I *finally* finished the Baldur's Gate series

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maurvir Meat popsicle
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After many years, and with a fairly long break in between, I finally finished the Baldur's Gate series with the last battle of Throne of Bhaal. That said, I will cop to turning the difficulty down for the last battle, as that was ridiculous. Still, I'm glad I finally got to see the end and make the last choice.

So, looking back, I have a few thoughts.

Baldur's Gate really does hold up, even today. Yes, it's the weakest of the games in many ways, not the least due to its seeming "lack of focus", especially early on. However, a huge part of that is that you start off as a level 1 character with zero experience. Literally. You take on a bunch of rats in Candlekeep at the beginning of the game and *boom* 10 XP! (Each!) Still, even though there are points where it seems to feel grindy, the random encounters with bounty hunters remind you that there is a greater story, and I feel like that aspect of the game can be forgiven.

On the flip side, BG, unlike the latter games, force you to walk through the woods at least once to get to far flung points on the map, which to me brings back much of what I loved about D&D role playing. There is this sense of journey, exploration and adventure, and while you can fast travel after your first jaunt down a path, you will miss a great deal if you don't go back as a stronger party and explore. Prism, for example. The artist below the mines at Nashkell making a sculpture out of a cliff face of Ellisime (who you get to meet much, much later). The ensuing battle with the bounty hunter (or not if you don't mind the outcome) is difficult, but also offers up one of the first +1 weapons of the game. That sort of thing is what makes BG a game worth playing.

Thematically, Baldur's Gate II, Shadows of Amn is the best of the series. It keeps you focused on tight goals, but also grants the freedom to wander off the path a bit - at least for chapters 2,3, and 6. (Though, arguably, chapter 5 grants a fair degree of freedom as well). It's clear Bioware was hitting their stride on this one, as it never falls apart. The side quests are solid, the characters more mature and less annoying, etc. It's darker without being overly dark, and because you start off as a level 9 character, you can skip the grind for the most part. (though I feel this comes at a cost in terms of less exploration and discovery) All in all, it is still my favorite of the series, though I would still carry a party through Baldur's Gate first for continuity.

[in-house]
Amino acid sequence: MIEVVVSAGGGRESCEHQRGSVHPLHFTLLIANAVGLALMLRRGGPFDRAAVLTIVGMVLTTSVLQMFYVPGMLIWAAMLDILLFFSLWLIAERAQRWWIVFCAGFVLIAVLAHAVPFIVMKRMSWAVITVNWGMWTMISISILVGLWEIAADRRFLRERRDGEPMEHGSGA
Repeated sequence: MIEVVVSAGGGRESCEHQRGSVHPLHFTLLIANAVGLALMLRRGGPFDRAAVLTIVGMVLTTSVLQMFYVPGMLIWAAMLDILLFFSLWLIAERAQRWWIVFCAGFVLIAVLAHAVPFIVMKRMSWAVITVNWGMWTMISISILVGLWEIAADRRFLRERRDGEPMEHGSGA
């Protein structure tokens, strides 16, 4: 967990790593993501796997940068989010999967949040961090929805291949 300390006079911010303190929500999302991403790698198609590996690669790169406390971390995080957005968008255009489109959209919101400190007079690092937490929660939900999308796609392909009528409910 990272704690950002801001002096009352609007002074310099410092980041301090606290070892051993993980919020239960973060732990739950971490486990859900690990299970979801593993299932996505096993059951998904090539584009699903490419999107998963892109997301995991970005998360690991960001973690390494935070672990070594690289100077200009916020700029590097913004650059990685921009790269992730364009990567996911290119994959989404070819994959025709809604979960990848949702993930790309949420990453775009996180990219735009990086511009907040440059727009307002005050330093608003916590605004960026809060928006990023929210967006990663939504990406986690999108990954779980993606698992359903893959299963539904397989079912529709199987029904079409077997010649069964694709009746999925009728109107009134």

Lastly, Throne of Bhaal, while important as the 'conclusion' to the game, to me fell flat. It was nothing but boss battles the whole way through with very little in the way of side quests or exploration. Of course, at this point, I suppose that makes sense - your PC is on his/her way to their final destiny. Nonetheless, it felt a bit too on-the-rails. I think a large part of this was that ToB was an expansion to SoA, but in trying to write the conclusion in three chapters, they condensed it too much. You get these super nice weapons and then never get a chance to use them. That said, there were some memorable battles. The last one aside, I think the battle with Draconis was among the hardest - and he wasn't even technically one of the Five. Also, you finally get to see what the deal was with the Golden Pantaloons - which you have (in theory) been carting around since Chapter 1 of Baldur's Gate.